I grew up in South Louisiana with two hardworking parents who did not have time to make home-cooked meals every night. We grew up in the generation of processed foods before we really knew the dangers of processed foods. I grew up eating things like microwaveable corndogs and pizzas with the frequent drive-thru fast food. I had frequent ear infections needing antibiotics multiple times as a child. By the time I reached college, I already had chronic constipation. While in college, my dad worked in China for several years, and upon my initial trip to China, my bowels began fluctuating. I would have times of urgent diarrhea followed by more constipation. Needless to say, I was confused just like my bowels, and I thought this was normal.
Then, I moved to another foreign country: Dominica, a Caribbean Island. Different food, new local bacteria, and buckets of stress did not help my digestion. Even worse, I began eating more sweets and drinking more coffee, thinking this was brain food. Of course, I never exercised aside from my 10-minute hilly walk to and from school carrying an enormous pile of books and laptop. During the first year of medical school is when I reached my peak weight of 200 pounds. During my second year of medical school, I became friends with a classmate who was training for an Ironman. Not only was he training for an Ironman but also was on pace to qualify for competing regionally. In addition, he was excelling in class and on tests. Actually, he was scoring better than me in my classes.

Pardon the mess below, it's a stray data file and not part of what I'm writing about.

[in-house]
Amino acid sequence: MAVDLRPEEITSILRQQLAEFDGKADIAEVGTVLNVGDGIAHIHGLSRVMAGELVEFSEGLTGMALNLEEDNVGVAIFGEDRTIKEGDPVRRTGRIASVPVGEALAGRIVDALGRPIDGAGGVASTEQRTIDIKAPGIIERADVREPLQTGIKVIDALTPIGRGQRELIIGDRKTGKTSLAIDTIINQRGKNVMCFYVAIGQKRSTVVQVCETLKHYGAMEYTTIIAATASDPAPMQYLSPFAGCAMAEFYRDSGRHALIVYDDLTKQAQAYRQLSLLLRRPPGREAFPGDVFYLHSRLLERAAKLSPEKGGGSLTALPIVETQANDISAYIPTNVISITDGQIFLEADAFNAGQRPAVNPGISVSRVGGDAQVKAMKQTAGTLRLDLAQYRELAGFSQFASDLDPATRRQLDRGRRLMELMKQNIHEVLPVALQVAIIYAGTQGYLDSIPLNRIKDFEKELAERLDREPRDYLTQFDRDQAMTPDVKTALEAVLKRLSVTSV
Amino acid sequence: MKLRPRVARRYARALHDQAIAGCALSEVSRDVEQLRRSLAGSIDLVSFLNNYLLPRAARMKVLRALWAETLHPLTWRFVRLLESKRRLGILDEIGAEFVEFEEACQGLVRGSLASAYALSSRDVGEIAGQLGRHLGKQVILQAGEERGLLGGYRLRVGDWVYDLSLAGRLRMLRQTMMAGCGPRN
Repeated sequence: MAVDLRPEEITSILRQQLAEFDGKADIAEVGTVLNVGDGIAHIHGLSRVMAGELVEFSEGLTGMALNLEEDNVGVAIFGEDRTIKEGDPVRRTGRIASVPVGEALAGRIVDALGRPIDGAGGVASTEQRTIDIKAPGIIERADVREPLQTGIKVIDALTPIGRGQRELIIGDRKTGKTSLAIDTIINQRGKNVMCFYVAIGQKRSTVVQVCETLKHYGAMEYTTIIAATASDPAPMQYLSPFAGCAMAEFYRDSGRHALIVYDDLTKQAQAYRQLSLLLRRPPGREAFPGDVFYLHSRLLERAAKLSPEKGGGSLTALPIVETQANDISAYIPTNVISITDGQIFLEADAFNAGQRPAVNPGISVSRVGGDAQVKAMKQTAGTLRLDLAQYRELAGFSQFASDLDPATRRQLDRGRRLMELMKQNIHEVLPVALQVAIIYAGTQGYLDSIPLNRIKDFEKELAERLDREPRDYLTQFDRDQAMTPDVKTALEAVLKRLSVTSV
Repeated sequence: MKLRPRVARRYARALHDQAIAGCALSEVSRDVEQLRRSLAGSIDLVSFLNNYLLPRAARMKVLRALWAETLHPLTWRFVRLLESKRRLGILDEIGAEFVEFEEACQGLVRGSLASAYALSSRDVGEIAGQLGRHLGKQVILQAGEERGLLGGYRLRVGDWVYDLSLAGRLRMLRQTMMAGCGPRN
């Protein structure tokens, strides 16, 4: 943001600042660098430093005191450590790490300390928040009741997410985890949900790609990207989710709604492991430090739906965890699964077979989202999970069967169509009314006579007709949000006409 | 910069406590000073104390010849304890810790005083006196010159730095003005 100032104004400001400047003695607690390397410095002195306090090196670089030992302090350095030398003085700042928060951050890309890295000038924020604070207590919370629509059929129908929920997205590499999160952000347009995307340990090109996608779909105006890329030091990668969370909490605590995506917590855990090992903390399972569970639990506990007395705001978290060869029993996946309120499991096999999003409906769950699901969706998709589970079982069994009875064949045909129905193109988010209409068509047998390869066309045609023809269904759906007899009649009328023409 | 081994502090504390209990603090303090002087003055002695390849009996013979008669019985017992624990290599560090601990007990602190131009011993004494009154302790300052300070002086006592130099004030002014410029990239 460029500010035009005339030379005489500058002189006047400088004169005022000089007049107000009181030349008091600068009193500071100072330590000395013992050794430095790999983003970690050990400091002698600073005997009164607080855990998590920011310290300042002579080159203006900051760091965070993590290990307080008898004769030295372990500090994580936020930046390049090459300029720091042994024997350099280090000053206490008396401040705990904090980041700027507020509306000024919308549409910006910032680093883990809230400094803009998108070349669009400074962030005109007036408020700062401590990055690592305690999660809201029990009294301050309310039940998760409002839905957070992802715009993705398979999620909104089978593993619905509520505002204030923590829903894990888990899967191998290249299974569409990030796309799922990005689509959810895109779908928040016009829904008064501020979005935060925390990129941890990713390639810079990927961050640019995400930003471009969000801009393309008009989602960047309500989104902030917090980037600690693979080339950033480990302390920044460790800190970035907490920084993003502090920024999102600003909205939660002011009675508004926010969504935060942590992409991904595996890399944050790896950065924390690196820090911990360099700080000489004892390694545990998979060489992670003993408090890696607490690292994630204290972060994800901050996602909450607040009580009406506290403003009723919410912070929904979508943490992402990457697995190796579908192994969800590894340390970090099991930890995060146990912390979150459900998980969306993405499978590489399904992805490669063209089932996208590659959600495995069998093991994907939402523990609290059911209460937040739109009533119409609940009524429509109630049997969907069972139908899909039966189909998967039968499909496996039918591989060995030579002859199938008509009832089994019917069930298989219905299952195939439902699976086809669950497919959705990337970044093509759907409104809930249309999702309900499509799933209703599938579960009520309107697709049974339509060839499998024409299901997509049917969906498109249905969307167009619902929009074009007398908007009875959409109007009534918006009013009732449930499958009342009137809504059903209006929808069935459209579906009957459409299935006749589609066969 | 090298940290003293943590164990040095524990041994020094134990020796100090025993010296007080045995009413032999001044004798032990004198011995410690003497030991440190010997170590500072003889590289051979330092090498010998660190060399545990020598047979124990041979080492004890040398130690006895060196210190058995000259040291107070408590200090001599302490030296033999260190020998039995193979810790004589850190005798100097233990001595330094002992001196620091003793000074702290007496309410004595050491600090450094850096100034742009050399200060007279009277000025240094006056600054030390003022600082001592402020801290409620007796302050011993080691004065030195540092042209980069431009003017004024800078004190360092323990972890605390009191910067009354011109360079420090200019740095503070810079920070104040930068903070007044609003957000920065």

This was an epiphany for me. He made me realize that there is always time for exercise, no matter what stage of life you are in. I will always be thankful for him teaching me this valuable lesson. I am not saying that you have to train for an Ironman because completing an Ironman is near insanity, but anyone can make time for 10-15 minutes of movement per day. I began forsaking an hour of study in the afternoons for running, swimming, and showering. Although my time for studying shrunk, I was more efficient during the time that I did study. I began eating the best that I knew how and lost 30 pounds in the following 6 months.